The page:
Montessori Mozarts (Harris, 2005) incorporates the use of multi-cultural music, song, dance, movement, instruments, etc., and these multi-cultural musical concepts are taught at the child’s learning level with emphasis placed on accuracy of basic skills to provide a solid foundation for further musical growth. The music program was designed to provide a child-centered musical environment to facilitate development in all curriculum areas, while enabling the child to learn fundamental music skills.
Building depth in musical understanding takes time and requires thoughtful decisions on the part of the educator regarding which musical styles to include in the music curriculum. Suggested music styles to include are folk songs (lullabies and chants), traditional songs (ceremonial music and dance), western art music (instrumental and choral music from the baroque, classical and romantic periods), western 20th century, and music from countries around the world.
In the Montessori classroom the child learns to feel safe and secure, and only then is he free to explore all the wonders of himself and the surrounding world. When the child learns to trust, he can then cultivate his own natural desire to learn, which will provide him with the skills for the future.
The Montessori Musical Environment
The Montessori environment is arranged to accommodate the natural functions of childhood learning through the freedom of movement and activity. The wide array of music and movement opportunities for the child supports this style of learning and provides the freedom to act in accordance with their innate musical tendencies.
Initially, the child is introduced to quality music and a repertoire of songs to sing is learned and developed for later building of musical techniques. These songs are the basis for rhythmic exercises involving motor skills.
How Challenging is it?
It has been my experience that Montessori educators are very willing and open to use music in the classroom and are usually very capable in terms of basic music skills. However, despite the best of intentions, these capabilities do not necessarily extend to modeling skills or to musical repertoire. Research by Saunders and Baker (1991) show that while most educators feel comfortable and are prepared to use singing or listening activities in the classroom, they are reluctant to integrate music with the general curriculum when expectations exceed their music ability.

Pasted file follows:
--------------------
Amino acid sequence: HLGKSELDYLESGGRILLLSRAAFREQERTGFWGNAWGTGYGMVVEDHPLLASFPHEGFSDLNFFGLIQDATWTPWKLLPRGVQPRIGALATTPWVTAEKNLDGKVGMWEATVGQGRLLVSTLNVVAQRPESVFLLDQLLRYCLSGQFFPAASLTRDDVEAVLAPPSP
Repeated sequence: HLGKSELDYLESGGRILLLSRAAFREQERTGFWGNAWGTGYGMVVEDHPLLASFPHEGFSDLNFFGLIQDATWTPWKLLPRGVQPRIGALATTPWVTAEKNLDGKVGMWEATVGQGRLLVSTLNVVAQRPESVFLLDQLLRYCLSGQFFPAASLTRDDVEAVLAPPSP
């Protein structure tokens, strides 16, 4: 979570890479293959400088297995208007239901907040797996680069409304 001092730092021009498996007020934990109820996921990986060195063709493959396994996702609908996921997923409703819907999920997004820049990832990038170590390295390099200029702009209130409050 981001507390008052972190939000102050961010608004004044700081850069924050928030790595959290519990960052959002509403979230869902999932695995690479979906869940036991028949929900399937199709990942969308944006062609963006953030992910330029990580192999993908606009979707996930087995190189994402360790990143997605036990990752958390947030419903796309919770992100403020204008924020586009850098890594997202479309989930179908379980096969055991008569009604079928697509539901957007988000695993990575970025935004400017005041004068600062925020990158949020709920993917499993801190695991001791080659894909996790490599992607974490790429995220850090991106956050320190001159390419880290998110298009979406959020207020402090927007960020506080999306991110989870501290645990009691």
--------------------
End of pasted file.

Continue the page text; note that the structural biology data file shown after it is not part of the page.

Before you begin, watch this video with words of encouragement.
It is essential to recognize that the goal of Early Childhood music educators is to provide experiences that will prepare the child for music learning, and it is possible for every Montessori educator to accomplish this goal and use music with the young child when provided with appropriate music training and support materials and resources.
Let's remember it’s just about following the child. We are now going to start with an easy song to warm up our voices. It’s called Bombalalom.
Pause and Practice
Have you ever watched a child respond with amazement to the sound of the Montessori bell, or the enjoyment in matching the sound cylinders? Would you like to feel confident in bringing music into your classroom and have fun with music and movement? Well, now it’s your turn to practice!
Take a few moments to sing along with the audio until you can comfortably sing the song confidently. You’ve got this!
Leah will now take us through some of the basics of music starting with the song “A Ram Sam Sam,” which will be your take-away song from this blog.
I hope you enjoyed this post and I look forward to seeing you on our next blog, Rhythm & Beat: Building your First Instrument.
About the Author
Maureen Harris, MEd, is the director of Montessori Mozarts (Canada) where she teaches courses in Montessori music and movement and the Sensorial Bells. Formerly, she was a Montessori teacher, Montessori teacher educator, principal, and head of school. As recipient of the AMS research grant award, her PhD work assessed “Culturally Relevant Indigenous Curriculum in a Montessori Learning Environment '' with the Maasai in Tanzania. She is AMS-credentialed (Early Childhood) and honored with the Canadian Prime Minister's Award for Excellence in Teaching. Contact her at email@example.com.
Interested in writing a guest post for our blog? Let us know!
The opinions expressed in Montessori Life are those of the authors and do not necessarily represent the position of AMS.